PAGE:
Find Natural Beauty in Camas Valley

May 3, 2016 (Updated May 3, 2016)

Logging, church, and football are the lifeblood of Camas Valley, an unincorporated community in southwestern Oregon.

Camas Valley has a population of about 1,000 people, but according to John Wheeler, a retired forester and logger who has lived in Camas Valley since 1942, “If you got 150 people to show up in one place, that would be a big crowd.”


There are three churches in Camas Valley, one school and one grange. Since Camas Valley is unincorporated, there are no city laws and no police.

“We’re just a group of people who live in a community together,” says Wheeler. “Everybody knows everybody, and the church is really strong.”

The area’s biggest source of income is the timber industry, with many Camas Valley residents traveling about 20 miles to the Roseburg area to work in mills.

The Camas Valley Community Charter School still operates out of the original building that was constructed in 1928. The K-12 school has about 200 kids, some of which come from neighboring towns in order to participate in the school’s football program.

“People from all around want to come to Camas Valley because they have an excellent football team,” says Wheeler, who is proud to mention the school’s 2011 and 2012 state championships.

In Camas Valley, natural beauty abounds. Located in Oregon’s Coast Range, the community is surrounded by mountains and has the Coquille River running through it. In springtime, when the namesake Camas flowers are in bloom, the seven-mile-long valley is blanketed in purple.

“The fog often rolls over the mountains on the west side like a big, foamy ocean wave,” says Tina Fisher, the transportation supervisor for the Camas Valley Community Charter School.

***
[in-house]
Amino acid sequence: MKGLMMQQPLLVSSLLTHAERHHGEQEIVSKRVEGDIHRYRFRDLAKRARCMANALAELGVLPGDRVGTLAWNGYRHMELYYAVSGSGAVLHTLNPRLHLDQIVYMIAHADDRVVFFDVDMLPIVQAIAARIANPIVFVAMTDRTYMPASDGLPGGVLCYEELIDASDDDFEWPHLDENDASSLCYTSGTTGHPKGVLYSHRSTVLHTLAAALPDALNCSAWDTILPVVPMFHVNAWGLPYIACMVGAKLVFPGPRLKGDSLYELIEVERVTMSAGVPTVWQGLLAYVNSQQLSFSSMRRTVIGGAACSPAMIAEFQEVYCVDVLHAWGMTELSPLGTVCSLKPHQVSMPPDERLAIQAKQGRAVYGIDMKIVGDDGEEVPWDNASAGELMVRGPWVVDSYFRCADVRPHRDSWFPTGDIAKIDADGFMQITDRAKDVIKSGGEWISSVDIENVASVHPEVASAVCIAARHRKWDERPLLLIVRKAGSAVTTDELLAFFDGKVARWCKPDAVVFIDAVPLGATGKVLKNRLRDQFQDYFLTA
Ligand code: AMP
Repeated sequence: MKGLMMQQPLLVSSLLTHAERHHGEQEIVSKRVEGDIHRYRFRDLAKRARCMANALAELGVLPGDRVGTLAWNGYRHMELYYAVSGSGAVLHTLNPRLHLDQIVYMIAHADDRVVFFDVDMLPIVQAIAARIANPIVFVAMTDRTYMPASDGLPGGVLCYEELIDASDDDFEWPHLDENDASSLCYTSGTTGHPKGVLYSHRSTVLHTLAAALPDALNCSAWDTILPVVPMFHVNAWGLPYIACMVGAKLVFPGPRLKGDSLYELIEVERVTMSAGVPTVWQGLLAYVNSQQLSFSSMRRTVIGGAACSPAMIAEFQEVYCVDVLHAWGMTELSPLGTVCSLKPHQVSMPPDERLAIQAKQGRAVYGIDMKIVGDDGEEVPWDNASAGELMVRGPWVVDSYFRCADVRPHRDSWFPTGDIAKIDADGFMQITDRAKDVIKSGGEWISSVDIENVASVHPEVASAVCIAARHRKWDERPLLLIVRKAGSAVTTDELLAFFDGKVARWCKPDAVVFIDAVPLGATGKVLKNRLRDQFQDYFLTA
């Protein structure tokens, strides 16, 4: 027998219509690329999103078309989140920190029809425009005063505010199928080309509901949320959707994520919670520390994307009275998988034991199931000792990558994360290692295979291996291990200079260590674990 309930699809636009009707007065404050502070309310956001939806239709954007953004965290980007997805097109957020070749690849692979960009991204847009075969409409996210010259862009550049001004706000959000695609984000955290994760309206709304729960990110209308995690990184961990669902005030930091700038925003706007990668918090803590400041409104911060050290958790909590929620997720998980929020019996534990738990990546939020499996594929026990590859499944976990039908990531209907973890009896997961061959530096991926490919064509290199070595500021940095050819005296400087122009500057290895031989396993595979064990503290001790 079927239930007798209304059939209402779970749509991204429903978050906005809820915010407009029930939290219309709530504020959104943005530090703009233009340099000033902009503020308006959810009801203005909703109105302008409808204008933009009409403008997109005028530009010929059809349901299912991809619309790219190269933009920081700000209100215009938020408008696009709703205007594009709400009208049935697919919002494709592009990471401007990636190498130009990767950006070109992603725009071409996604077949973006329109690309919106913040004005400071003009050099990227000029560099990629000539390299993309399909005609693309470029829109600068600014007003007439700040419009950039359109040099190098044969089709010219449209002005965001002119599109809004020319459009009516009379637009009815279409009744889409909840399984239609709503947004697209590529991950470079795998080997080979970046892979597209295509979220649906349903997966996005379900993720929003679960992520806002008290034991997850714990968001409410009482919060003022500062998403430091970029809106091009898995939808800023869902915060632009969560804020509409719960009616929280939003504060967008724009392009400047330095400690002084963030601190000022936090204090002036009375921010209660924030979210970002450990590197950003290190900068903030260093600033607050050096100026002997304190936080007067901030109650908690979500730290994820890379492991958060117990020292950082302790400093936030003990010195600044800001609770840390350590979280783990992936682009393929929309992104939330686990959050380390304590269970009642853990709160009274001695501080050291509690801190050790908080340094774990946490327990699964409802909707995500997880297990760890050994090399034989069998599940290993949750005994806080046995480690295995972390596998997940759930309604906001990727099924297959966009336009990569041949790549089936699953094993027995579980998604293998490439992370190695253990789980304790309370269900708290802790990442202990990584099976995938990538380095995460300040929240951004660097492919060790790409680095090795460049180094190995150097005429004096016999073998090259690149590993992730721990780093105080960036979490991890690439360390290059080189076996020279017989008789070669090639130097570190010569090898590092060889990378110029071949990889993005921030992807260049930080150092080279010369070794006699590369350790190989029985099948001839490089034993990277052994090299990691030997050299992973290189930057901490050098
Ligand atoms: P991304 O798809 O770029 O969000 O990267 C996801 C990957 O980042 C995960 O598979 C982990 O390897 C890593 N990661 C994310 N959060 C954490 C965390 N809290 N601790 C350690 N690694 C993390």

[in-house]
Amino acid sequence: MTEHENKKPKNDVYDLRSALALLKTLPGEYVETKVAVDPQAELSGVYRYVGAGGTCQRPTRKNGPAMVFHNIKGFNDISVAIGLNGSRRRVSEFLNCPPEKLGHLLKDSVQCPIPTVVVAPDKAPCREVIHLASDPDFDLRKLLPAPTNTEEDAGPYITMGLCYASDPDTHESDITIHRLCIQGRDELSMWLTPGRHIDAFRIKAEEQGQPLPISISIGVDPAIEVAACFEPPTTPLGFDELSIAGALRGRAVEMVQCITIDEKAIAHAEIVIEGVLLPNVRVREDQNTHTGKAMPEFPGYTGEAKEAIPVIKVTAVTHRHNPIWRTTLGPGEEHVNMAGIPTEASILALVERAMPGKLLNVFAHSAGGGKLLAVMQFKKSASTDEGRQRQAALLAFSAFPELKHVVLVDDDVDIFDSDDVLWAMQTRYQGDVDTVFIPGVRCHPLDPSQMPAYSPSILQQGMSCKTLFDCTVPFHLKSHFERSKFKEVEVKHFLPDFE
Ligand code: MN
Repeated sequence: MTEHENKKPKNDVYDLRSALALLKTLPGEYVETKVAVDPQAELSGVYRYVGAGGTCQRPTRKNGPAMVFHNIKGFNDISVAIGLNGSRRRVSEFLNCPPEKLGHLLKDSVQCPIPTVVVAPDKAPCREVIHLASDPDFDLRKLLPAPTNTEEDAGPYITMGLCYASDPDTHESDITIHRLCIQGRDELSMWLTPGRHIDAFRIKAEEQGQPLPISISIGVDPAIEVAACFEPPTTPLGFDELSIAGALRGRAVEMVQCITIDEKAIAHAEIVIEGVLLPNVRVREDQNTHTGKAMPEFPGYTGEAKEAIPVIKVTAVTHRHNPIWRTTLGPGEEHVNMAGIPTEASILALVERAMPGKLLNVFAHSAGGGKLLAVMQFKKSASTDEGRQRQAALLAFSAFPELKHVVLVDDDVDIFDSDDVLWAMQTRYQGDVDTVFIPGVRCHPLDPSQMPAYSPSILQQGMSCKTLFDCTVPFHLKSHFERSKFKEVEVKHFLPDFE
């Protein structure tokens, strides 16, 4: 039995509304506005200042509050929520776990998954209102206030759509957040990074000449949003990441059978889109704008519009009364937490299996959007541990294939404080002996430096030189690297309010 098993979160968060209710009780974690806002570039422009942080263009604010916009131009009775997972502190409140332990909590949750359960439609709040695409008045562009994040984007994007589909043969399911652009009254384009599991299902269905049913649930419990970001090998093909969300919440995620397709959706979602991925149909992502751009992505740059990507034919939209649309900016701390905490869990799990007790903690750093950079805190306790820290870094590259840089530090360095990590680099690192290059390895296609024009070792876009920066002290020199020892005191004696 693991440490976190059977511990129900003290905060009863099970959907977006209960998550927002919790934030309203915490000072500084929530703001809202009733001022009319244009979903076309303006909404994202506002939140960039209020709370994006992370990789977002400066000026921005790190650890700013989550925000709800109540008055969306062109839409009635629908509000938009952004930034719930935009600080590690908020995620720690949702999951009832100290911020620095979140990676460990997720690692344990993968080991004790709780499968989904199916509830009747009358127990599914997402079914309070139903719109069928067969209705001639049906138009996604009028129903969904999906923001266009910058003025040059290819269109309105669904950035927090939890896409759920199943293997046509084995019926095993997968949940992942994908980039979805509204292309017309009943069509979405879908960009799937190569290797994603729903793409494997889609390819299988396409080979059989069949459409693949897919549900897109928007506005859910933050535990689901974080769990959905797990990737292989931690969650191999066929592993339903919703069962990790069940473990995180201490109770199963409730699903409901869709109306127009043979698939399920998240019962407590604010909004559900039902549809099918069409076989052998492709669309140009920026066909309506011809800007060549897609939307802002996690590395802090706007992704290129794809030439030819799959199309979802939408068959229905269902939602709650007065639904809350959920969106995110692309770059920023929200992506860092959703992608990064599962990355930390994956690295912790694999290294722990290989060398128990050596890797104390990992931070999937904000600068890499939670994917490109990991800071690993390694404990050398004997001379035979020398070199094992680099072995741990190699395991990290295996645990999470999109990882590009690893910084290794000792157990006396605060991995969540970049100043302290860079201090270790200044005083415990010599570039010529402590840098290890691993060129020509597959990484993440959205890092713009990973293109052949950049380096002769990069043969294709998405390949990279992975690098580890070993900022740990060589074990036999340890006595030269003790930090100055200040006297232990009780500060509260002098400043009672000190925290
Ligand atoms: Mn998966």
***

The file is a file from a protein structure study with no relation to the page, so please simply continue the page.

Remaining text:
If you want to do some natural exploring around Camas Valley, you won’t find directions in a guidebook.

“We have a lot of scenic things to do, but you need a local to show you how to get there,” says Wheeler.

Wheeler recommends visiting the Rock Creek caves, sandstone caves that are about 100 feet wide with waterfalls going over them. Hikers in the area have said that these geologic formations were only revealed when loggers thinned the forest in 2011. Ask for directions to the caves at the town’s Bravo Bakery & Cafe and the Market Plus gas station.

“Our small-town community is tight-knit and very supportive of each other,” says Fisher. “We welcome locals and newcomers alike, with a friendly, unpretentious attitude.”

Camas Valley is the second stop during this year’s Cycle Oregon Week Ride, which takes place September 10-17, 2016.

About The

Tara Corbin
Tara serves as Cycle Oregon’s community director, helping shine the spotlight on some of the state’s lesser known towns and scenic treasures.